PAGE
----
Between May 1998 and June 2000, it fought with Ethiopia over the barren border territory around Badme, which resulted in a 20-year stalemate and proxy wars. In December 2009, the UN Security Council imposed sanctions after it emerged Asmara was supporting al-Shabaab militants in Somalia as part of its proxy war with Ethiopia. In June 2008, Eritrean forces penetrated Djibouti, sparking a brief border conflict with its neighbour.
A historic peace pact with Ethiopia in July 2018 changed the fortunes of Eritrea’s diplomacy. On June 5, 2018, Prime Minister Abiy Ahmed agreed to fully implement a peace treaty signed with Eritrea in 2000 and the two sealed a new one in July. This ended two decades of a “frozen war” with Ethiopia. Many expected Eritrea to reap the peace dividends and open up its closed political system and resume polls, but that was not to be .
Eritrea’s post-2018 strategy in the Horn is weaved around a Tripartite Alliance with Ethiopia and Somalia, known the New Horn Cooperation, which was unveiled in 2019. The alliance was to be based on a ‘Cushitic consciousness’ that aspired to unite Somali and Oromo as two Cushitic communities.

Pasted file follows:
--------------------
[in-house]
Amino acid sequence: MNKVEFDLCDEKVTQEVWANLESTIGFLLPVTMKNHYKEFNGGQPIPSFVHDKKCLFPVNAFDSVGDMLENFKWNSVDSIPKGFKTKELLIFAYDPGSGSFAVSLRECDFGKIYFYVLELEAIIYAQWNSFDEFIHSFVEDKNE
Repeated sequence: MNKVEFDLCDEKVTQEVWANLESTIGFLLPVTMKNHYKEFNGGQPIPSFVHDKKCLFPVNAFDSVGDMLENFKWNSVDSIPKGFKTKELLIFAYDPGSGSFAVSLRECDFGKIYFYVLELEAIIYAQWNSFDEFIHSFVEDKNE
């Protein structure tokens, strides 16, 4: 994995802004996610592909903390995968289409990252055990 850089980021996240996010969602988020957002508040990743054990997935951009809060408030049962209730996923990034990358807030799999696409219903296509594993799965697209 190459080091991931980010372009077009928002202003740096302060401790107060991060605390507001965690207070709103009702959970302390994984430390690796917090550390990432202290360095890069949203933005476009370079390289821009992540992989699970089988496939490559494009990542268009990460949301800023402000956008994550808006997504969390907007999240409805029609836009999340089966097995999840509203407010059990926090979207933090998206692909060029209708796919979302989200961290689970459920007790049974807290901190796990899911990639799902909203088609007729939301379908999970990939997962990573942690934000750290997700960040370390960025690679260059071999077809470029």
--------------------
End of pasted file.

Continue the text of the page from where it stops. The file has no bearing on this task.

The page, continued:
Afwerki strategically positioned the new alliance as an alternative to the exiting security architecture in the Horn based on the Intergovernmental Authority for Development (Igad).
Longevity of allied regimes
Eritrea has also been pursuing an agenda of centralisation to secure the survival and longevity of allied regimes. However, the emergence of a rival regional security architecture as a new alternative centre of power has thrown the region into turmoil.
A contrived delay of scheduled elections and term extension plunged Somalia into its worst constitutional crisis, pushed the country to the brink of civil war, emboldened al-Shabaab terrorists and undermined counter-terrorism efforts.
Similarly, in Ethiopia, postponement of elections and extension of the regime’s stay in office shattered democratic transition and triggered the deadly conflict in Tigray.